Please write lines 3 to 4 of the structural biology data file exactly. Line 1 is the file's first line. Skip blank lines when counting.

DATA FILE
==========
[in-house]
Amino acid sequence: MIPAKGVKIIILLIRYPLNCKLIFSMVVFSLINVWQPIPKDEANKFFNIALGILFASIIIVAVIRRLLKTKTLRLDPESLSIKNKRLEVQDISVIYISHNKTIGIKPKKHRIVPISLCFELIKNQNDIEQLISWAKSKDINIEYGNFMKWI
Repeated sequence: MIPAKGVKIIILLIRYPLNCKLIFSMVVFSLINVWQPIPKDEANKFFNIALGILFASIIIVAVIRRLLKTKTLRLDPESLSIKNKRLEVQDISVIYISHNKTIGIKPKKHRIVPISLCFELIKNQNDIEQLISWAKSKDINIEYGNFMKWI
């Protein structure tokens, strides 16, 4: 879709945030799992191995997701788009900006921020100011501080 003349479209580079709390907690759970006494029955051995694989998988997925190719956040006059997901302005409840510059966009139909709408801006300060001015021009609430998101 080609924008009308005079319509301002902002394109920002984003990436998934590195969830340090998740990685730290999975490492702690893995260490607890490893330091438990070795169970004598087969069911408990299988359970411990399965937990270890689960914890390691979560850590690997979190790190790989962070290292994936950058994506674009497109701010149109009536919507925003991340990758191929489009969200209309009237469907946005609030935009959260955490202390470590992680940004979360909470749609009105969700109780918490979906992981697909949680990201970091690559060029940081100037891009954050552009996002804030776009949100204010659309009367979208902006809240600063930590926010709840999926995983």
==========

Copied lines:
Repeated sequence: MIPAKGVKIIILLIRYPLNCKLIFSMVVFSLINVWQPIPKDEANKFFNIALGILFASIIIVAVIRRLLKTKTLRLDPESLSIKNKRLEVQDISVIYISHNKTIGIKPKKHRIVPISLCFELIKNQNDIEQLISWAKSKDINIEYGNFMKWI
């Protein structure tokens, strides 16, 4: 879709945030799992191995997701788009900006921020100011501080 003349479209580079709390907690759970006494029955051995694989998988997925190719956040006059997901302005409840510059966009139909709408801006300060001015021009609430998101 080609924008009308005079319509301002902002394109920002984003990436998934590195969830340090998740990685730290999975490492702690893995260490607890490893330091438990070795169970004598087969069911408990299988359970411990399965937990270890689960914890390691979560850590690997979190790190790989962070290292994936950058994506674009497109701010149109009536919507925003991340990758191929489009969200209309009237469907946005609030935009959260955490202390470590992680940004979360909470749609009105969700109780918490979906992981697909949680990201970091690559060029940081100037891009954050552009996002804030776009949100204010659309009367979208902006809240600063930590926010709840999926995983």